But I see now that they have been far more valuable than that. I understood very quickly that these jobs have advantages I never predicted but which have transformed both my writing and my writing life. Firstly, their skills are transferable, which has suited my wanderings; they can also be physically demanding compared to the days when my tapping fingers are the only real movement I make. But the most joyous aspect of these jobs is that they involve other people. In them, I have colleagues, meet others, and therefore these jobs are more than a source of income: they’re the much-needed opposite to my writing days. I do not mind the solitude that the act of writing demands – that wheezy, impoverished Victorian writer is always alone and for a reason – but to be part of a team feels wonderful. In the service industry there seems a them/us mentality, in which one absolutely stands at the side of one’s colleague, and it’s dizzying in comparison to the writing world in which a bad review or rejection note is the loneliest thing.
But working with other people is, too, an astonishing resource. I never expected this; it’s important to stress that I’ve never written specifically about the people I’ve met as I’ve poured tea or scanned barcodes. But in those conversations – ostensibly about opening hours or the various odours of the washed rind cheeses – there have been flashes of life which I’ve longed to write down. There is material everywhere. Moreover, in a service role, you are often unseen by those around you; the anonymity is, in fact, an opportunity. Anger, regret, loneliness, longing, obsession: these are easy to detect in the single man at the bar or in the Christmas shopper who wants everything faster. We hear stories, confessions. We see fights, hysteria, clumsy chat-up lines. We witness the tiny, human actions that might enhance our protagonist, such as how they sneeze or adjust their spectacles with the inside of their wrist, or the surreptitious unbuckling of a belt at the end of a meal.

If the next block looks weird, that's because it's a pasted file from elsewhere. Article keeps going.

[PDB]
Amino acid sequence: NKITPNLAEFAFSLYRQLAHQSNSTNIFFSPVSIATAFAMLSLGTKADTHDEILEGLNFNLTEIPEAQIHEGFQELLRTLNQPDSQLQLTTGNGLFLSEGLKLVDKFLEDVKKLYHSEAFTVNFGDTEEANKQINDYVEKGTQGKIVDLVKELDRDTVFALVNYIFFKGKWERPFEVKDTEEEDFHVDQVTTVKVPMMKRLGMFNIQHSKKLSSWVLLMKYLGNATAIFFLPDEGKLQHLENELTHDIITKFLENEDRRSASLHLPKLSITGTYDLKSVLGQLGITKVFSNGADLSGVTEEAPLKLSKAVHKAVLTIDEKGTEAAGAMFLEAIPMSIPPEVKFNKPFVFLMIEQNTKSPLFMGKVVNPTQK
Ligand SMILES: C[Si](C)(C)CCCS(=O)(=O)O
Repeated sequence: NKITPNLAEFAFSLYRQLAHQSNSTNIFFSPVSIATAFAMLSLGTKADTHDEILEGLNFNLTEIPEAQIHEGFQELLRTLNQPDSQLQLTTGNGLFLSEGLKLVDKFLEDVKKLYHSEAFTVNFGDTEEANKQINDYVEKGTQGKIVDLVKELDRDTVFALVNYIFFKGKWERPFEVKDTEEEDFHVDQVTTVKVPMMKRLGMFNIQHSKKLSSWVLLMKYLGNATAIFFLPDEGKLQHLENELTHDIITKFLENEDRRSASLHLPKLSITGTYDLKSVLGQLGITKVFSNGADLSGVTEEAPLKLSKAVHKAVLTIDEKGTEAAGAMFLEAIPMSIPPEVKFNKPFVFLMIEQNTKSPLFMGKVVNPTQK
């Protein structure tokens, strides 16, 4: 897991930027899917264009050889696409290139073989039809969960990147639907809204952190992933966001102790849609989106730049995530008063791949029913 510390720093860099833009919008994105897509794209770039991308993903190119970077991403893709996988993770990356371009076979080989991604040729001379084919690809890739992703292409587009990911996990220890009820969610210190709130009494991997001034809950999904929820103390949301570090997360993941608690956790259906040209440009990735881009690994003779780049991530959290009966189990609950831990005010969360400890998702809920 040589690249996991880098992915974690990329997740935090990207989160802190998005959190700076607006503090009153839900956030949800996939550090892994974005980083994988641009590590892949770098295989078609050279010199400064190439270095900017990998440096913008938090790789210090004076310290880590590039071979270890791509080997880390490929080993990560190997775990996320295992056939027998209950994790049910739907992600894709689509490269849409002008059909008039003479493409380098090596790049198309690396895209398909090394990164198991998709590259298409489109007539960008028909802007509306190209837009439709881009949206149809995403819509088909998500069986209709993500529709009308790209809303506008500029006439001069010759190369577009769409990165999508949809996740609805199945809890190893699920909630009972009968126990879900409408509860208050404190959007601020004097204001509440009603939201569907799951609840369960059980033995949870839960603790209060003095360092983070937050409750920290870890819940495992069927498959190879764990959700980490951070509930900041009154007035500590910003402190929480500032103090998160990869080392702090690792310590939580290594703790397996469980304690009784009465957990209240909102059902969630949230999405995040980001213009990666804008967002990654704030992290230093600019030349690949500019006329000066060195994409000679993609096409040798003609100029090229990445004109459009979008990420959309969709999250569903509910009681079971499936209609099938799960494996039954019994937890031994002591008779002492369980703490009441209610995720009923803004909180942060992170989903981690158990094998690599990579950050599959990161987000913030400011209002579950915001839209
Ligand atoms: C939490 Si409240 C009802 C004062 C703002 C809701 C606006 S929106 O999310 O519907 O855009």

I have become particularly aware of how people pay for things: do they have immaculate purses with folded receipts? Velcro wallets which, through age and dust, no longer fasten? Or do they fumble for change, place coins on the counter and walk away? This sounds an odd thing to notice, perhaps. But somehow, I feel it’s telling. If I can answer this question about my own characters, I feel I know them far better.
One role, in particular, has an additional poignancy. Chambermaiding is different in that the people themselves are absent. One only has the signs of them, and this has, in the past, brought to mind an established creative writing exercise I’ve both taught and undertaken: take five personal objects and imagine their owner’s life. Whilst I’d touch nothing, I’d see them: the self-help guides or the Chanel or the shoe trees or the biscuit crumbs. The pyjamas, folded up. It always felt an eerie privilege: to make their beds whilst they were both there and not there; I’d feel watched, despite being alone. I’d return from my shift, longing to write.
This, therefore, is the third advantage of such roles: they pay, they are flexible, but they are also so full of people. And whilst there can be rowdy drunks to contend with, from time to time, or difficult customers, those interactions are the minority. Mostly, I have come back home from shifts with a deeper interest in – and affection for – people. I wasn’t surprised to find that one of the best parts of the RLF Fellowship is being part of the students’ lives, however briefly; they enter apologetically or deflated or with a fiery determination to get an A grade, and I feel lucky to have spent fifty minutes with them. If they are overwhelmed with their study, I advise them to have a good meal, a good sleep — and to seek good company.
As for the malnourished Victorian writer with his candlelight, who knows what he was writing or thinking of? We only assume he was struggling, with writing and life. But, if I could, I’d advise him to set down the pen, put on his coat, enter a pub with breath on its windows — and pull a stranger a pint.